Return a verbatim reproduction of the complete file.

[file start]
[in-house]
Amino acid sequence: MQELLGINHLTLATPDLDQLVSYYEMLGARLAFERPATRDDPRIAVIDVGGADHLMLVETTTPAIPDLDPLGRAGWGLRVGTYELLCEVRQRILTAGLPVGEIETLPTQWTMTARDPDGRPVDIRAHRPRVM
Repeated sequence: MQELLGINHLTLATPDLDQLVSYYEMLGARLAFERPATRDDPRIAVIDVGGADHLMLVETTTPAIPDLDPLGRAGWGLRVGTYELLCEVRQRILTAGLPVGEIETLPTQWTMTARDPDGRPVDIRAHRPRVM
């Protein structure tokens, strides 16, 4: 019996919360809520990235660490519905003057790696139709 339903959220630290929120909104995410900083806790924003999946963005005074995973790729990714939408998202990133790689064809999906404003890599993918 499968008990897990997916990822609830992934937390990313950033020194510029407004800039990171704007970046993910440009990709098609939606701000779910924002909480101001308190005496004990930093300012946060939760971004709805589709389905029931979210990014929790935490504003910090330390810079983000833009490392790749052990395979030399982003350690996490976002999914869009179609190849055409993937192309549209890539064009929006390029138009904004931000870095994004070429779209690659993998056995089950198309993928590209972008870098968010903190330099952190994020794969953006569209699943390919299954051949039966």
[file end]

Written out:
[in-house]
Amino acid sequence: MQELLGINHLTLATPDLDQLVSYYEMLGARLAFERPATRDDPRIAVIDVGGADHLMLVETTTPAIPDLDPLGRAGWGLRVGTYELLCEVRQRILTAGLPVGEIETLPTQWTMTARDPDGRPVDIRAHRPRVM
Repeated sequence: MQELLGINHLTLATPDLDQLVSYYEMLGARLAFERPATRDDPRIAVIDVGGADHLMLVETTTPAIPDLDPLGRAGWGLRVGTYELLCEVRQRILTAGLPVGEIETLPTQWTMTARDPDGRPVDIRAHRPRVM
């Protein structure tokens, strides 16, 4: 019996919360809520990235660490519905003057790696139709 339903959220630290929120909104995410900083806790924003999946963005005074995973790729990714939408998202990133790689064809999906404003890599993918 499968008990897990997916990822609830992934937390990313950033020194510029407004800039990171704007970046993910440009990709098609939606701000779910924002909480101001308190005496004990930093300012946060939760971004709805589709389905029931979210990014929790935490504003910090330390810079983000833009490392790749052990395979030399982003350690996490976002999914869009179609190849055409993937192309549209890539064009929006390029138009904004931000870095994004070429779209690659993998056995089950198309993928590209972008870098968010903190330099952190994020794969953006569209699943390919299954051949039966």